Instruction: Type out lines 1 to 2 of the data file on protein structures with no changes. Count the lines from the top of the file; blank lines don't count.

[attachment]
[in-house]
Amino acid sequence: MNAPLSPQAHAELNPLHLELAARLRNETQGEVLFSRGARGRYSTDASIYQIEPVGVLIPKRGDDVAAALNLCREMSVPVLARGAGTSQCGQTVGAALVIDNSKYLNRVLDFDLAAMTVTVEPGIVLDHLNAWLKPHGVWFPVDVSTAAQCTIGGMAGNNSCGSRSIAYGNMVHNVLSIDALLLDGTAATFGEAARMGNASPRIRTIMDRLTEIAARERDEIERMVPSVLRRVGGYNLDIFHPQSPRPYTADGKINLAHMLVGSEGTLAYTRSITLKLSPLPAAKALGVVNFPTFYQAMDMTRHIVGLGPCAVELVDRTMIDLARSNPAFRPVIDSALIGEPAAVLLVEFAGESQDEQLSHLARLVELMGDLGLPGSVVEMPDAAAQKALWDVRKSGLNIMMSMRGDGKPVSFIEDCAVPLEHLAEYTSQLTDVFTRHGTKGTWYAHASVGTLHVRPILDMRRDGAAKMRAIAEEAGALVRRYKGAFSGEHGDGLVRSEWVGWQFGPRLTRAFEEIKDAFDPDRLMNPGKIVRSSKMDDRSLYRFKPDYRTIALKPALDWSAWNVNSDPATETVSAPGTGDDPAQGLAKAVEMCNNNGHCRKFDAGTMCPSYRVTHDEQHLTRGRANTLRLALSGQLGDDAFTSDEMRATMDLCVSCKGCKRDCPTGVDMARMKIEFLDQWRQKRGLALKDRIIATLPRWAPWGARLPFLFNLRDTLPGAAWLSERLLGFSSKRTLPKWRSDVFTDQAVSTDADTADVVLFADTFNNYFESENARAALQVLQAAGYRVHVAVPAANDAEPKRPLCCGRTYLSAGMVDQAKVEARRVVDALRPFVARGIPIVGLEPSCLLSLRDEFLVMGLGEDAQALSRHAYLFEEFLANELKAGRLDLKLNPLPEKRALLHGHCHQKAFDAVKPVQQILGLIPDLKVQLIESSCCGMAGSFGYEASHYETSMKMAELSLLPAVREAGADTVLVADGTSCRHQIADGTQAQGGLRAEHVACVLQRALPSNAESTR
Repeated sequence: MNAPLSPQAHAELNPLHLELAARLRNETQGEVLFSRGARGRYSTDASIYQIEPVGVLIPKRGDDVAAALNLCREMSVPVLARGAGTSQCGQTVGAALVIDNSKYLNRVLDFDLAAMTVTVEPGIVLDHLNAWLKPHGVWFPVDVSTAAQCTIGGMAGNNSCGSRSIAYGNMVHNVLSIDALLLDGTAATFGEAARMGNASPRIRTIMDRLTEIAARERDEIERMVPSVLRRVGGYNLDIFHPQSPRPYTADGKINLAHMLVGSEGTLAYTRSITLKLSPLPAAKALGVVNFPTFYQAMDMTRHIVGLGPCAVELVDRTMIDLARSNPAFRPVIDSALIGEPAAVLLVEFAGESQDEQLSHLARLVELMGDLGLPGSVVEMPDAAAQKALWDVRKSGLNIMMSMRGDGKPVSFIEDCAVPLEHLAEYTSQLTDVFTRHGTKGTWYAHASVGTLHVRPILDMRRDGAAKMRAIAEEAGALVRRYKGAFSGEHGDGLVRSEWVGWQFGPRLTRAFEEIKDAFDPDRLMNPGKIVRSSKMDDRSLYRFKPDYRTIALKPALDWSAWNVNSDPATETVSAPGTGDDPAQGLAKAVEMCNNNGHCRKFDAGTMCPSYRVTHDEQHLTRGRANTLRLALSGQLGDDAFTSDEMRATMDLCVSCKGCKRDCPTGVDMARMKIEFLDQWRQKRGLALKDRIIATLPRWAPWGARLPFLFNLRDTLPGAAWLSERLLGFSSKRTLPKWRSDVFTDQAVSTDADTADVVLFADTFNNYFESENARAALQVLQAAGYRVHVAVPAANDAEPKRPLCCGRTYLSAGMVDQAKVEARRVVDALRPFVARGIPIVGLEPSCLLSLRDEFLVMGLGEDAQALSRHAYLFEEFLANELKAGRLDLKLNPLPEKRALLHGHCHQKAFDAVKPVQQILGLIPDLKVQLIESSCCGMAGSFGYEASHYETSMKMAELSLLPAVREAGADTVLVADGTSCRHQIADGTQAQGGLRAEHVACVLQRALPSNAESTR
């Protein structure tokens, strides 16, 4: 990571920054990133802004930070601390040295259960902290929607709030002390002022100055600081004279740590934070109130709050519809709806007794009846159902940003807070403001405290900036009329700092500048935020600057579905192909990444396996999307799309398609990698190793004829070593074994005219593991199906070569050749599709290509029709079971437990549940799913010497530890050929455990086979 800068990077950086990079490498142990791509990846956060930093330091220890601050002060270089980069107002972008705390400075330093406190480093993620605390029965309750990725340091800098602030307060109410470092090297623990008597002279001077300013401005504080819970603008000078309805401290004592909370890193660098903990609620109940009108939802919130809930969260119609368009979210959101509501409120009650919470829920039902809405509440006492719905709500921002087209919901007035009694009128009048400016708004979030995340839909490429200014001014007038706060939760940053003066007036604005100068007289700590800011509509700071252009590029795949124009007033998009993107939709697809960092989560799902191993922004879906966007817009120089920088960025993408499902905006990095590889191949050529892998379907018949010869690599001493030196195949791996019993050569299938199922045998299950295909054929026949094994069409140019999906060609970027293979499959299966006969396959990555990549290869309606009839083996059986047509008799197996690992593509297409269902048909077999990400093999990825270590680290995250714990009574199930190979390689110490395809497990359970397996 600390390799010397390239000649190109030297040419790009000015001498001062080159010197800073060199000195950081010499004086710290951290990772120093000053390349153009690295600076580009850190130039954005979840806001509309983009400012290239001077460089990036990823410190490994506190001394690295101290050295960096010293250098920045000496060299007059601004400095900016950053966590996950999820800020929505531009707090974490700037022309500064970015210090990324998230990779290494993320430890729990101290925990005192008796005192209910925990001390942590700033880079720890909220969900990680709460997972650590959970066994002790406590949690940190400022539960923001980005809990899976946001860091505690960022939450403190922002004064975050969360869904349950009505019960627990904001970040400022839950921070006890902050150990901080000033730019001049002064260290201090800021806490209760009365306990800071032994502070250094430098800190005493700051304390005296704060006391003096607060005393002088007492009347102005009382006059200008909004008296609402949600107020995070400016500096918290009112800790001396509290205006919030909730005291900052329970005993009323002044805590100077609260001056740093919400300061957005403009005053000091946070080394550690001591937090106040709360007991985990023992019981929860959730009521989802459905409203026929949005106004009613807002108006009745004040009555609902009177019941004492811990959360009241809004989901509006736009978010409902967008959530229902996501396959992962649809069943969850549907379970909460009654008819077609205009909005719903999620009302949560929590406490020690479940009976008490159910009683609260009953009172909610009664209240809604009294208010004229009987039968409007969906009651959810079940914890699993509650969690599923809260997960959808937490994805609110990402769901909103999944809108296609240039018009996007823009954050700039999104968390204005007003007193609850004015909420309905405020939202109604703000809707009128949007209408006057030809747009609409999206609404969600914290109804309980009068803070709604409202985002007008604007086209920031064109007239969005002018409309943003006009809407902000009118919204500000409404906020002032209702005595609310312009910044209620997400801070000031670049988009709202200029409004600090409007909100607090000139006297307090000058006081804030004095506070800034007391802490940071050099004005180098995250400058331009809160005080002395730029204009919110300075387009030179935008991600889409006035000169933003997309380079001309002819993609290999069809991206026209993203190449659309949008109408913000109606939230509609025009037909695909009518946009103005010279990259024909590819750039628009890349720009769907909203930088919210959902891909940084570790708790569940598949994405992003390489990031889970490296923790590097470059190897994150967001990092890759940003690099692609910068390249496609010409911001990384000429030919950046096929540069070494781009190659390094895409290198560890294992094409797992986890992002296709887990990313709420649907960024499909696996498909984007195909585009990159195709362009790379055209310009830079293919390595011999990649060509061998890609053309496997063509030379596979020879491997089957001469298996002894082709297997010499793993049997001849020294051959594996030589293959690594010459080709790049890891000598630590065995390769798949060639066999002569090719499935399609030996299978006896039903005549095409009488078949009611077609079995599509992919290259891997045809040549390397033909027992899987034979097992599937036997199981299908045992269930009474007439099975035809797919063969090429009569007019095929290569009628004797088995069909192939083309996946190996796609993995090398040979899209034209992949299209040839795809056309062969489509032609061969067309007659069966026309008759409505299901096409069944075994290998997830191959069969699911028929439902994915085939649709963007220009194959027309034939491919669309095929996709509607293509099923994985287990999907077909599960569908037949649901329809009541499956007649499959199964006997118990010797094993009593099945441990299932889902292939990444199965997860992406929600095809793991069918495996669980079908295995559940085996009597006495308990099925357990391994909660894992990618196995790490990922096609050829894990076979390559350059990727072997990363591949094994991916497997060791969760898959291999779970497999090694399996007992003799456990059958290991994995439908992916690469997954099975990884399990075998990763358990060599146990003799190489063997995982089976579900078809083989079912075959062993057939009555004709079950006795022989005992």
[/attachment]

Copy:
[in-house]
Amino acid sequence: MNAPLSPQAHAELNPLHLELAARLRNETQGEVLFSRGARGRYSTDASIYQIEPVGVLIPKRGDDVAAALNLCREMSVPVLARGAGTSQCGQTVGAALVIDNSKYLNRVLDFDLAAMTVTVEPGIVLDHLNAWLKPHGVWFPVDVSTAAQCTIGGMAGNNSCGSRSIAYGNMVHNVLSIDALLLDGTAATFGEAARMGNASPRIRTIMDRLTEIAARERDEIERMVPSVLRRVGGYNLDIFHPQSPRPYTADGKINLAHMLVGSEGTLAYTRSITLKLSPLPAAKALGVVNFPTFYQAMDMTRHIVGLGPCAVELVDRTMIDLARSNPAFRPVIDSALIGEPAAVLLVEFAGESQDEQLSHLARLVELMGDLGLPGSVVEMPDAAAQKALWDVRKSGLNIMMSMRGDGKPVSFIEDCAVPLEHLAEYTSQLTDVFTRHGTKGTWYAHASVGTLHVRPILDMRRDGAAKMRAIAEEAGALVRRYKGAFSGEHGDGLVRSEWVGWQFGPRLTRAFEEIKDAFDPDRLMNPGKIVRSSKMDDRSLYRFKPDYRTIALKPALDWSAWNVNSDPATETVSAPGTGDDPAQGLAKAVEMCNNNGHCRKFDAGTMCPSYRVTHDEQHLTRGRANTLRLALSGQLGDDAFTSDEMRATMDLCVSCKGCKRDCPTGVDMARMKIEFLDQWRQKRGLALKDRIIATLPRWAPWGARLPFLFNLRDTLPGAAWLSERLLGFSSKRTLPKWRSDVFTDQAVSTDADTADVVLFADTFNNYFESENARAALQVLQAAGYRVHVAVPAANDAEPKRPLCCGRTYLSAGMVDQAKVEARRVVDALRPFVARGIPIVGLEPSCLLSLRDEFLVMGLGEDAQALSRHAYLFEEFLANELKAGRLDLKLNPLPEKRALLHGHCHQKAFDAVKPVQQILGLIPDLKVQLIESSCCGMAGSFGYEASHYETSMKMAELSLLPAVREAGADTVLVADGTSCRHQIADGTQAQGGLRAEHVACVLQRALPSNAESTR